Instead of discussing all the "could'ves" and "nearly" trades that the Ottawa Sun's Bruce Garrioch discusses in his sunday column, this reminder of the state of the salary cap as it applied to the trade deadline might set more realistic expectations for fans who believe that no matter what happens to the "upper limit," we'll see another feeding frenzy in July:
Turns out this was the dollars and sense deadline.
"If you were going to take on money it may not have made sense," said a league executive Friday.
Amongst the deals that were made just before last Monday's NHL trade deadline, not many involved players with term which tells you teams are worried where the cap is going to go next year with the Canadian dollar taking a slide and concerns the NHLPA may not use its 5%-inflator.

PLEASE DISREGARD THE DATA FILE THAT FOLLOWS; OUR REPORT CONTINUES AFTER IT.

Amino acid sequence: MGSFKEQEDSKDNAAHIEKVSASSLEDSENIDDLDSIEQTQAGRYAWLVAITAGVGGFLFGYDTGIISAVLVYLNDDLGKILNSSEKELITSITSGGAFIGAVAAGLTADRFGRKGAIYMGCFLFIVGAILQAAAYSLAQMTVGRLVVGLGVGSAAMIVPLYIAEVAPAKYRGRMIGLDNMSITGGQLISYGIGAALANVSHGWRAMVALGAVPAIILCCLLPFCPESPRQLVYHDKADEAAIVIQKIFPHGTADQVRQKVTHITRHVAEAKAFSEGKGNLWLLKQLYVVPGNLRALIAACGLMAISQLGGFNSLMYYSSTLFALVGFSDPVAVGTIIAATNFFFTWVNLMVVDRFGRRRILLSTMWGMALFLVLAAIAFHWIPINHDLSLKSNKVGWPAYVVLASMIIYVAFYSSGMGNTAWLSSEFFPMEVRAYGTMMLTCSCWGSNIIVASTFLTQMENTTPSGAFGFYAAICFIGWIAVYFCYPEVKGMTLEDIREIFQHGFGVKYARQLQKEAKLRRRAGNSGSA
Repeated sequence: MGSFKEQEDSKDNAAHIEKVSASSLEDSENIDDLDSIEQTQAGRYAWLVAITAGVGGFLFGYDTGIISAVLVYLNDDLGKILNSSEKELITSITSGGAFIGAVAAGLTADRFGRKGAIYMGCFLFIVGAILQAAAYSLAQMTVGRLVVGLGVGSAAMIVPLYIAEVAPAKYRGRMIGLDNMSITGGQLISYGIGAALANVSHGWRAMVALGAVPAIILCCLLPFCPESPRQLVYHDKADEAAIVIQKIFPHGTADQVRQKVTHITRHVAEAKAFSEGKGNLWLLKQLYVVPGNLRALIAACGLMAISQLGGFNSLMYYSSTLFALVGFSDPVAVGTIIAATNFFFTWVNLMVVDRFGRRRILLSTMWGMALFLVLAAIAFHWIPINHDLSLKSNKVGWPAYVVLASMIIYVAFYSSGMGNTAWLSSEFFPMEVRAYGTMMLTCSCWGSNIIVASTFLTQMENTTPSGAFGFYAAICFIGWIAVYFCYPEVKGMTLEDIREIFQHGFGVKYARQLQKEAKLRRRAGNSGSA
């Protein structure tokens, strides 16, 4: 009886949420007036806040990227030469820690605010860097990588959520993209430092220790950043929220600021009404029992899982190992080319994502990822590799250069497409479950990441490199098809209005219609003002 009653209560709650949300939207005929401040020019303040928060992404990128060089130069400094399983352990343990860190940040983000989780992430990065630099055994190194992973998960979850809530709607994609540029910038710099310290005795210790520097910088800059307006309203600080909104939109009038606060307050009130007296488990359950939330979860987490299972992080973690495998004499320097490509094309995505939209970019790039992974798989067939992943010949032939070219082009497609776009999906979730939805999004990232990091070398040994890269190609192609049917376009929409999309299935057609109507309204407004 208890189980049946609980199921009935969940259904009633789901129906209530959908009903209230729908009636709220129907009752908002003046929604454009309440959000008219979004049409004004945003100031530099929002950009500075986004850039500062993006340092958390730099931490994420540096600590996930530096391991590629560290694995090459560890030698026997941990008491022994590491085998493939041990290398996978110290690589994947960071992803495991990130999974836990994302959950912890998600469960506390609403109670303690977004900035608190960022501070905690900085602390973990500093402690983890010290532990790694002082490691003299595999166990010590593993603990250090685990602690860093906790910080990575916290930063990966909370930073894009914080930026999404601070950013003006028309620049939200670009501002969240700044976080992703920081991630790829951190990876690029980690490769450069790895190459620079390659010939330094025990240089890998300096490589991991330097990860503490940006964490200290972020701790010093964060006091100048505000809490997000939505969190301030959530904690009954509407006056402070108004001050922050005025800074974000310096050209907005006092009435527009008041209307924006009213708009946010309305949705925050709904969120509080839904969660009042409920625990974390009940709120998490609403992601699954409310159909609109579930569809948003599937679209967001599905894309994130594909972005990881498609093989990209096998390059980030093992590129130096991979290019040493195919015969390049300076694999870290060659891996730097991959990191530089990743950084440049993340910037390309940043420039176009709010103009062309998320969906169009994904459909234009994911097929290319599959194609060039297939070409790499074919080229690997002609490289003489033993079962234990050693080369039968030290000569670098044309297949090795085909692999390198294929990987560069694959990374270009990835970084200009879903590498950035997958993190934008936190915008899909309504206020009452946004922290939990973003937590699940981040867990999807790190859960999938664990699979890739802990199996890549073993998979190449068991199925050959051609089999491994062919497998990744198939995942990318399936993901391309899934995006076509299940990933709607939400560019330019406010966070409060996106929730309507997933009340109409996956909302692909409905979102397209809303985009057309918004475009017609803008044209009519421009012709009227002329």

"Lots of teams are wondering what's going to happen with the cap and they were scare off from doing anything," said another executive.
"That's why they were so careful with their moves."
That doesn't mean there was a shortage of talk. Teams still discuss moves like they're going to make them but when push comes to shove the general manager's found it difficult to get anything done.
Garrioch continues, and if the NHLPA does not use its 5% inflator clause because of escrow withholding concern, the cap might not go up from $68 million to anything more than $69 or $70 million this summer, yielding a cap crunch of a kind we haven't seen in a decade.